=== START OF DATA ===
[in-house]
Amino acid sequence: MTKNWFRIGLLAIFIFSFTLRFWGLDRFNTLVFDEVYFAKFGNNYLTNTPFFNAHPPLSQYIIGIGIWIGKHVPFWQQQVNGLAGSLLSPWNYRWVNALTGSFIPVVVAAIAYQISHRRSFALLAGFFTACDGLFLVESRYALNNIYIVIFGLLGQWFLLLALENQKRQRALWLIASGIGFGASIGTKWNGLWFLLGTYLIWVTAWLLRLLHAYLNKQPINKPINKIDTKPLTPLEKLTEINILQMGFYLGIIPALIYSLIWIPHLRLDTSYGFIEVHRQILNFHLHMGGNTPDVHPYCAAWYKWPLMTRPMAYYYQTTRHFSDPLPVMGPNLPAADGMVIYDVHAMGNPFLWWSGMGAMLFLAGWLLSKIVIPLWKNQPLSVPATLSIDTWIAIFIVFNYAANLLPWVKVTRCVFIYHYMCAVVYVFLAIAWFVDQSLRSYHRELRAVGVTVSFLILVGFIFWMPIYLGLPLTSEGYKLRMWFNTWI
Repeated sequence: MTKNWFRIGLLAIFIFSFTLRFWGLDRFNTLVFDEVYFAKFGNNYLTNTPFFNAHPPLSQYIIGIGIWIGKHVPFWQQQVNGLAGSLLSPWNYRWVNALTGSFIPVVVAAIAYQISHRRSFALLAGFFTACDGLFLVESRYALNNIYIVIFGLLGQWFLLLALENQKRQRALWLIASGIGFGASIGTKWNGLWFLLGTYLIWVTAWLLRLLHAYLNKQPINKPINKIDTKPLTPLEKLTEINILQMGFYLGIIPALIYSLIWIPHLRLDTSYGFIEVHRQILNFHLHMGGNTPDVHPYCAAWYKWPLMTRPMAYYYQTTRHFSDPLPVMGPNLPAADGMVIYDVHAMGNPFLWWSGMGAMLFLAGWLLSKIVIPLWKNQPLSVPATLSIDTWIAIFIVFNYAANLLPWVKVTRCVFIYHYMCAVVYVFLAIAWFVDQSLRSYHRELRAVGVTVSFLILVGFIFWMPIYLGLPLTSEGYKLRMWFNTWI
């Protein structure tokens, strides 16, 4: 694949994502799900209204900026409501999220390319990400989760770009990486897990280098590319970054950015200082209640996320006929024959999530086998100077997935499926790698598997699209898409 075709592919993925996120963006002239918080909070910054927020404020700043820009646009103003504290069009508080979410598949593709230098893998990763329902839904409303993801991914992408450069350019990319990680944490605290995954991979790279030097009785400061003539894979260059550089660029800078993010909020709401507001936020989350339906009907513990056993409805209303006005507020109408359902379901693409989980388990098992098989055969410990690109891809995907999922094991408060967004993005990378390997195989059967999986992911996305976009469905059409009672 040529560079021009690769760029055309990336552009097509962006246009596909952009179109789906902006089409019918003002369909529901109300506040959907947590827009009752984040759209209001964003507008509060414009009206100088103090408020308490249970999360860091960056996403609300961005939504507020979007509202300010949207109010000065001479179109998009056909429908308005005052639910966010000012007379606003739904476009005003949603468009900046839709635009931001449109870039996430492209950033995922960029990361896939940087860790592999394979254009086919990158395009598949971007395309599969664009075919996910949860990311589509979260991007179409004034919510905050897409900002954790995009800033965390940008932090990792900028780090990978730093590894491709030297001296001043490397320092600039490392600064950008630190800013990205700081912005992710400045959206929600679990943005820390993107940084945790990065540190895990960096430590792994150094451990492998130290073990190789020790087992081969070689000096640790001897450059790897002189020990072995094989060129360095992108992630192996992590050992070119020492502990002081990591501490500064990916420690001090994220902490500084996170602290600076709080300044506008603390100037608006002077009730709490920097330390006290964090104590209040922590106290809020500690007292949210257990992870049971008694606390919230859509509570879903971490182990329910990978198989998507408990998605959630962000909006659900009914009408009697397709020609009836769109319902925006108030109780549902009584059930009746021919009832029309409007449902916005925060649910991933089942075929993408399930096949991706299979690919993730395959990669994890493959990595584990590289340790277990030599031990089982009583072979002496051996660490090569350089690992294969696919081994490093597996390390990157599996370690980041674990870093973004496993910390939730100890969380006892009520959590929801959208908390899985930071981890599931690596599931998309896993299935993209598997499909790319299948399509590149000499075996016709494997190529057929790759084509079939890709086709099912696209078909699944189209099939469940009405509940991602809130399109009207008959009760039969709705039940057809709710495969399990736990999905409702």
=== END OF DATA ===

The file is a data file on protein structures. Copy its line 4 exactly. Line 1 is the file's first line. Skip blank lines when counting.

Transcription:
């Protein structure tokens, strides 16, 4: 694949994502799900209204900026409501999220390319990400989760770009990486897990280098590319970054950015200082209640996320006929024959999530086998100077997935499926790698598997699209898409 075709592919993925996120963006002239918080909070910054927020404020700043820009646009103003504290069009508080979410598949593709230098893998990763329902839904409303993801991914992408450069350019990319990680944490605290995954991979790279030097009785400061003539894979260059550089660029800078993010909020709401507001936020989350339906009907513990056993409805209303006005507020109408359902379901693409989980388990098992098989055969410990690109891809995907999922094991408060967004993005990378390997195989059967999986992911996305976009469905059409009672 040529560079021009690769760029055309990336552009097509962006246009596909952009179109789906902006089409019918003002369909529901109300506040959907947590827009009752984040759209209001964003507008509060414009009206100088103090408020308490249970999360860091960056996403609300961005939504507020979007509202300010949207109010000065001479179109998009056909429908308005005052639910966010000012007379606003739904476009005003949603468009900046839709635009931001449109870039996430492209950033995922960029990361896939940087860790592999394979254009086919990158395009598949971007395309599969664009075919996910949860990311589509979260991007179409004034919510905050897409900002954790995009800033965390940008932090990792900028780090990978730093590894491709030297001296001043490397320092600039490392600064950008630190800013990205700081912005992710400045959206929600679990943005820390993107940084945790990065540190895990960096430590792994150094451990492998130290073990190789020790087992081969070689000096640790001897450059790897002189020990072995094989060129360095992108992630192996992590050992070119020492502990002081990591501490500064990916420690001090994220902490500084996170602290600076709080300044506008603390100037608006002077009730709490920097330390006290964090104590209040922590106290809020500690007292949210257990992870049971008694606390919230859509509570879903971490182990329910990978198989998507408990998605959630962000909006659900009914009408009697397709020609009836769109319902925006108030109780549902009584059930009746021919009832029309409007449902916005925060649910991933089942075929993408399930096949991706299979690919993730395959990669994890493959990595584990590289340790277990030599031990089982009583072979002496051996660490090569350089690992294969696919081994490093597996390390990157599996370690980041674990870093973004496993910390939730100890969380006892009520959590929801959208908390899985930071981890599931690596599931998309896993299935993209598997499909790319299948399509590149000499075996016709494997190529057929790759084509079939890709086709099912696209078909699944189209099939469940009405509940991602809130399109009207008959009760039969709705039940057809709710495969399990736990999905409702």